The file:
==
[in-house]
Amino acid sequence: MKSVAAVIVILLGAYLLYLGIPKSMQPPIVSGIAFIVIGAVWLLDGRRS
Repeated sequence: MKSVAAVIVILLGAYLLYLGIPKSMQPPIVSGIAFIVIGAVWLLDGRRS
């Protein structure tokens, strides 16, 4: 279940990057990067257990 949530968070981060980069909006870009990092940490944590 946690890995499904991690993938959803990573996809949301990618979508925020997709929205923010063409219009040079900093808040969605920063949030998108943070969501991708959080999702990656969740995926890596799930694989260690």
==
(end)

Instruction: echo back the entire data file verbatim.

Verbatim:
[in-house]
Amino acid sequence: MKSVAAVIVILLGAYLLYLGIPKSMQPPIVSGIAFIVIGAVWLLDGRRS
Repeated sequence: MKSVAAVIVILLGAYLLYLGIPKSMQPPIVSGIAFIVIGAVWLLDGRRS
């Protein structure tokens, strides 16, 4: 279940990057990067257990 949530968070981060980069909006870009990092940490944590 946690890995499904991690993938959803990573996809949301990618979508925020997709929205923010063409219009040079900093808040969605920063949030998108943070969501991708959080999702990656969740995926890596799930694989260690």